How to Protect Your Organization From Insider Threats

Technology becomes outdated in the blink of an eye. Similarly, a new security system deployed today to secure infrastructure or data is almost inherently going to be less secure tomorrow. In an era of fast communication, there are lots of people eager to break new technology — to find vulnerabilities and weaknesses in systems, ethically or unethically.

However, it’s not always malicious actors outside the organization who are at fault. Insider threats are a real danger as well and should not be overlooked.

Implement Prevention Training for Insider Threats

While deploying the latest secure system to fight against cyberthreats is a good strategy in itself, your organization must also implement an effective management system to educate employees and proactively detect warning signs to minimize insider threats.

Implementing an annual cybersecurity or data privacy training curriculum that is well-designed and engaging is an essential step in this effort. This curriculum should not simply consist of reading lots of text, listening to some audio clips and clicking through a presentation. Instead, it should be interactive and include relevant examples. If employees don’t dread security training, they’ll be more likely to absorb the information and put it into practice.

Training about how to identify the difference between malicious emails and legitimate ones is a vital part of this employee education. When you get an unwanted email, it’s tempting to fire off a quick “unsubscribe me” response. But spammers love it when recipients do this because it confirms that the email address is valid. Employees must be competent in their ability to identify spam — and know that it’s always best to flag it for the organization.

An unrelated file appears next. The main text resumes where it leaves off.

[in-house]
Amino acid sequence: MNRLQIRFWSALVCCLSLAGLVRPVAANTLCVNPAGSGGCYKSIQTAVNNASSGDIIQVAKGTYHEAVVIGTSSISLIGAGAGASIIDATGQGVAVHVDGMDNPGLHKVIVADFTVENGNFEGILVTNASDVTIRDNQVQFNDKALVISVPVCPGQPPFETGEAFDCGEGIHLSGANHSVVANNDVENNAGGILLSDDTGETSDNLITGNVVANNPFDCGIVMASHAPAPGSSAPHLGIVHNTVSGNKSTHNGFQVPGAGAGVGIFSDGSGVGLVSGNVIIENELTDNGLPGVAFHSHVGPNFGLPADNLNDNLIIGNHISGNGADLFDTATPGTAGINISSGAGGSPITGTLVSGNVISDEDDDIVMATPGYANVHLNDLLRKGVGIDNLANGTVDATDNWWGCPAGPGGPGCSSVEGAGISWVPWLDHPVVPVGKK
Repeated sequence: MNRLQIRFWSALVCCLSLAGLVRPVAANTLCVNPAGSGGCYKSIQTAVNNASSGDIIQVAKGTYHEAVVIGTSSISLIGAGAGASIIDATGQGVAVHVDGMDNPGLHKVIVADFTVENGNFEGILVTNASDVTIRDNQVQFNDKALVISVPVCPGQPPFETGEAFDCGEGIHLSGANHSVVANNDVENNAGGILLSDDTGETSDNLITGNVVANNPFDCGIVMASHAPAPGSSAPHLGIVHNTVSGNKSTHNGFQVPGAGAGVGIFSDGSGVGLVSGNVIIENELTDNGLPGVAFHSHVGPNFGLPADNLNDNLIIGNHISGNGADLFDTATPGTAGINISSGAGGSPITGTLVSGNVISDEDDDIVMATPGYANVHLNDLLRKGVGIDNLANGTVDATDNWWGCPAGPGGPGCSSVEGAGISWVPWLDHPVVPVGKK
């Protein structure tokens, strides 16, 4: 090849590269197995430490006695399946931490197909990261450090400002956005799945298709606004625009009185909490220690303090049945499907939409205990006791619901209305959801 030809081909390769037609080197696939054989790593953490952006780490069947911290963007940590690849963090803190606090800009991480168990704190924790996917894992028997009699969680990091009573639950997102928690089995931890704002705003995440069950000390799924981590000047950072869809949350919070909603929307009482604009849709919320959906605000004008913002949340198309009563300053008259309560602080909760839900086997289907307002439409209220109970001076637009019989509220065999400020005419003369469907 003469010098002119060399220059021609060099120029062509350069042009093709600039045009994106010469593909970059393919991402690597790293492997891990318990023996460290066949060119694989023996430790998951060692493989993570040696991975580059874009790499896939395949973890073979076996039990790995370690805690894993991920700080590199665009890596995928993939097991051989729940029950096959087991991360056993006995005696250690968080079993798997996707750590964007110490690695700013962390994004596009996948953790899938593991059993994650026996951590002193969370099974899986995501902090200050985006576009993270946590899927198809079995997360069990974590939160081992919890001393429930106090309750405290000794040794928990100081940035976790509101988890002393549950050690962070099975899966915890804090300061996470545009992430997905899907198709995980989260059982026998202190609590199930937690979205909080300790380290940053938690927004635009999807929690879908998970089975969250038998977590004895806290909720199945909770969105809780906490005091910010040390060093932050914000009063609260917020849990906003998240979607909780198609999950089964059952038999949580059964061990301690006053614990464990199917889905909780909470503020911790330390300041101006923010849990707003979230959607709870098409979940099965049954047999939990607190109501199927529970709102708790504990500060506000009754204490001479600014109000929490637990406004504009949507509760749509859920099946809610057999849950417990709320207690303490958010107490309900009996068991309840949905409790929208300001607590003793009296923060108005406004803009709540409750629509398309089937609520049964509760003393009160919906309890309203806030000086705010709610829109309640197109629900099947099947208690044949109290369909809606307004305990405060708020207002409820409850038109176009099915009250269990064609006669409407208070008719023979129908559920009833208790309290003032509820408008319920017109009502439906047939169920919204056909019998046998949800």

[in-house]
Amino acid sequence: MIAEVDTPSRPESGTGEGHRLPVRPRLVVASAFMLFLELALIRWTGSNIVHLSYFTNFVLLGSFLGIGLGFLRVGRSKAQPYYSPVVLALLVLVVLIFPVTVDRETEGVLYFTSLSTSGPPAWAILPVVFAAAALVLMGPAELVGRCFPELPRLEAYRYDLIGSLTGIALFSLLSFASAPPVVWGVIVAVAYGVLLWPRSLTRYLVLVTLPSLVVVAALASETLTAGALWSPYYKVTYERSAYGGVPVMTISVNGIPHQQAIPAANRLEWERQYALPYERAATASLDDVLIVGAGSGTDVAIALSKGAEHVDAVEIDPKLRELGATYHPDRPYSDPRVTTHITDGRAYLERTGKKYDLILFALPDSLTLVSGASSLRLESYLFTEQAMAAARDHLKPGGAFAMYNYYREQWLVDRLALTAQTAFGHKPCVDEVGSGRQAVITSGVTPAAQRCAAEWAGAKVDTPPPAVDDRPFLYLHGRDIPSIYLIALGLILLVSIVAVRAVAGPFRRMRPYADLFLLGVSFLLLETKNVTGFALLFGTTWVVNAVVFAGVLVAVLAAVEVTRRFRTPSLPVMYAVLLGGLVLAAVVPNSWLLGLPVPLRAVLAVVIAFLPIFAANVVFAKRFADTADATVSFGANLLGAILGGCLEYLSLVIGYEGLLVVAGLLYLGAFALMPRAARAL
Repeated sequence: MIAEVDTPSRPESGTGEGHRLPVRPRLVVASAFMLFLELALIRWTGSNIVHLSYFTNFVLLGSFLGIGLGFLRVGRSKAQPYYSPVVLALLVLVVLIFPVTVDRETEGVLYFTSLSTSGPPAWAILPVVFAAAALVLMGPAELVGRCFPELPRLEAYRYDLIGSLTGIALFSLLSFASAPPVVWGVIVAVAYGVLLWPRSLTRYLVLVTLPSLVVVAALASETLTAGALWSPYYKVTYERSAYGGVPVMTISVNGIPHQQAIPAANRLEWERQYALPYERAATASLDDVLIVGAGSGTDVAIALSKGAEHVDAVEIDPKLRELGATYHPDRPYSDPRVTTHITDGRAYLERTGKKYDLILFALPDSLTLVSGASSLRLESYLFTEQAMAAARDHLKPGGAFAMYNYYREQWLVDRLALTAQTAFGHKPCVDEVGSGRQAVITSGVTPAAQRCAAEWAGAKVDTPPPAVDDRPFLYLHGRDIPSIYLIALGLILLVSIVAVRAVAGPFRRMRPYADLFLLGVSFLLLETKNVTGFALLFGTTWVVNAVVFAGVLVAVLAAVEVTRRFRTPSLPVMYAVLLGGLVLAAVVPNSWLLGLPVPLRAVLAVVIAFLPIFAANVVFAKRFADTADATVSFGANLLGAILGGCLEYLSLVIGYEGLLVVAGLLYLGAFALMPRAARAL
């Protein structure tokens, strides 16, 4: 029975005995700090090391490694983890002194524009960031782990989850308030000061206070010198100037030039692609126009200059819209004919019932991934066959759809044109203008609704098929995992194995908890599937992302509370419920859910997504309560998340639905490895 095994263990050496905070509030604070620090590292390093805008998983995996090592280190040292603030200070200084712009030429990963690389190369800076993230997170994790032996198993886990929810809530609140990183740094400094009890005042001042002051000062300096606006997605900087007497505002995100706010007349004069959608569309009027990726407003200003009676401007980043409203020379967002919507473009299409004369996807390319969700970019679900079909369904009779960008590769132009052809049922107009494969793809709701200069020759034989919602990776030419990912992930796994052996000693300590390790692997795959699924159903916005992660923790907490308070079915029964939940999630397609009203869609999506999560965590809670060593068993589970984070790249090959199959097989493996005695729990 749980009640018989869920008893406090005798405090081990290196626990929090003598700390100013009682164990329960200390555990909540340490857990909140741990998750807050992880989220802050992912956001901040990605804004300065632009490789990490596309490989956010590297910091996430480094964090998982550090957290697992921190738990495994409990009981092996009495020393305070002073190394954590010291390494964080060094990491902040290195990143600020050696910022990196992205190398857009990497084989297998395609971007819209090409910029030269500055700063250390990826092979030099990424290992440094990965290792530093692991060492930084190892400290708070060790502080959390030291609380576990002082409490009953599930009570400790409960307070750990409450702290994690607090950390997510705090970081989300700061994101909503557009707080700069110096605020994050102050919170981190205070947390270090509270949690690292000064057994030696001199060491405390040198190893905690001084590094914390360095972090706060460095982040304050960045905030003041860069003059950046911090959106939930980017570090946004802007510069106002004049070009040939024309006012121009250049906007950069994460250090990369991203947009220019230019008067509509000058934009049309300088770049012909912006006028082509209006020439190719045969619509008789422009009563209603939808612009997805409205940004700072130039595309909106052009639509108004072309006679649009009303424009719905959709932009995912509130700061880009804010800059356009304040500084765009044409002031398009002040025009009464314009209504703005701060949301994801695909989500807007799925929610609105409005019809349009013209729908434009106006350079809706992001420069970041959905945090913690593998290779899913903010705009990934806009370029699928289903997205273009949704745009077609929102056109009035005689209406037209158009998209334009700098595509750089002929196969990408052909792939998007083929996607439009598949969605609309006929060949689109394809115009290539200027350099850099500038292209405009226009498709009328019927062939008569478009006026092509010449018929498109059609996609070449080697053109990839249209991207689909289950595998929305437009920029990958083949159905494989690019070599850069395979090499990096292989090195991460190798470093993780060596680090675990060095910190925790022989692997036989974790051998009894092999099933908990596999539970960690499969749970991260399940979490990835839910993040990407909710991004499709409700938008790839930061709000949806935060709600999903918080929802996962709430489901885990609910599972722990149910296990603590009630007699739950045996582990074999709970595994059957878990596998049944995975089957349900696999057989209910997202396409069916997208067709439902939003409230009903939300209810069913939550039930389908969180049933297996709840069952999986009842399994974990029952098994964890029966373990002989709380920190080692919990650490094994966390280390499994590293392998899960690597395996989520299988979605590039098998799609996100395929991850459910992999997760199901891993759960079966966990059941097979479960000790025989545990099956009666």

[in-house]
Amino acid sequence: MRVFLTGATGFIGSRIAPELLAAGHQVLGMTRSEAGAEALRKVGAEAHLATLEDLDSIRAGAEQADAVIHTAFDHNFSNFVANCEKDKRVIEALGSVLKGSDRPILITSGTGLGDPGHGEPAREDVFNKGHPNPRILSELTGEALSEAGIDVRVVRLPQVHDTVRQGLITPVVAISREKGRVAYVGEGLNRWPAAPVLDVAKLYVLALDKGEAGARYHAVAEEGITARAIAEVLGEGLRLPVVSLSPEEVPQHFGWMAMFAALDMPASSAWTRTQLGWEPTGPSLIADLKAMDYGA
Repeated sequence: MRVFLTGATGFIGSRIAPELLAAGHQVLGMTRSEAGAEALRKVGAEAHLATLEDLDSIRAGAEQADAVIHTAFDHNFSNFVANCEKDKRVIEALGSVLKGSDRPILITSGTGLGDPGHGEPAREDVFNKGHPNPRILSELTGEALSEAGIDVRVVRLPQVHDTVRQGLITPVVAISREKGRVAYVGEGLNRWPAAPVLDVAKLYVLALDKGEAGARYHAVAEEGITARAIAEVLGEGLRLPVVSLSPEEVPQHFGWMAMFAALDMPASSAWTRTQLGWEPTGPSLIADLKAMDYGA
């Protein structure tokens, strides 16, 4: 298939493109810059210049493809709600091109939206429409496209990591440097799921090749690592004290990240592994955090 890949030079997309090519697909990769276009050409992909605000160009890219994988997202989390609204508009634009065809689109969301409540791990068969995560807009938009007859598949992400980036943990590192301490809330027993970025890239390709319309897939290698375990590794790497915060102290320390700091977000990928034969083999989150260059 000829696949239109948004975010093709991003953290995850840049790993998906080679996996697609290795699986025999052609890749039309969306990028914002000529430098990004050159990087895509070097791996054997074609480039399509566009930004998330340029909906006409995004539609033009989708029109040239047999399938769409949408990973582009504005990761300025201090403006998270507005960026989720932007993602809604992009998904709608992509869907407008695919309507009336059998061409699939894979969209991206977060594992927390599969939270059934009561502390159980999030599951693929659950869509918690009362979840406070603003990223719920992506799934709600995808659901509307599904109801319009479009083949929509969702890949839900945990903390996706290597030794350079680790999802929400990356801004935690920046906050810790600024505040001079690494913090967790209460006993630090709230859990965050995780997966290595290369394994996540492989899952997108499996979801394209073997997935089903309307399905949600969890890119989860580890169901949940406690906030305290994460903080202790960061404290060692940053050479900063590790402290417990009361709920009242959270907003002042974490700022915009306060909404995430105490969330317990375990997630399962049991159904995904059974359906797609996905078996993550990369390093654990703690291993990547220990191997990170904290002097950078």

Prioritize Effective Risk Communication

Often, when a new vulnerability emerges, an organization will communicate that to its employees. But these communications may be too technical for all employees to understand. When these messages are overly complicated or more detailed than they need to be, employees may lose interest in reading them — and may fail to comprehend the vulnerability’s impact. Well-written messaging is essential when it comes to communicating to employees about vulnerabilities. The clearer the communication is, the more likely it will be that employees can avoid missteps that might lead to a breach.

Data-privacy risks related to potential vulnerabilities are not just for employees taking care of infrastructure, systems or servers. Breaches that exploit these vulnerabilities can impact any level of an organization. Any employee can be affected, and a mere click on a suspicious link from anyone in the organization can lead to disaster. Because of this, clear communication needs to be a priority — not an afterthought.

Minimize Risk by Categorization

Categorization of employees is another way to minimize risk. You can do this by sorting your workforce into two categories: privileged and standard.

Privileged employees are those who have access to sensitive information and client data. These users pose the biggest insider threat and should be provided with more secure systems. The rest of your employees, who should be classified as “standard,” require less restriction.

Develop Social Media Guidelines

Implementing social media guidelines should be another priority. Though many organizations block popular social media platforms, they might not perform risk assessments for company-sanctioned social platforms or internal collaboration tools. On social media, people are likely to click on links they would avoid in an email.

Watch Out for Red Flags

Most breaches caused by insiders are unintentional, but that doesn’t mean that intentional internal breaches are outside the realm of possibility. There might be a situation where an employee goes rogue and steals secrets, but warning signs are often evident before such an internal breach.

An employee suddenly starting to work extra time on-premises or logging in at odd hours or on weekends can indicate something sinister. Inside the office, an employee frequently roaming around areas that have nothing to do with his or her work or copying sensitive business information can also raise red flags.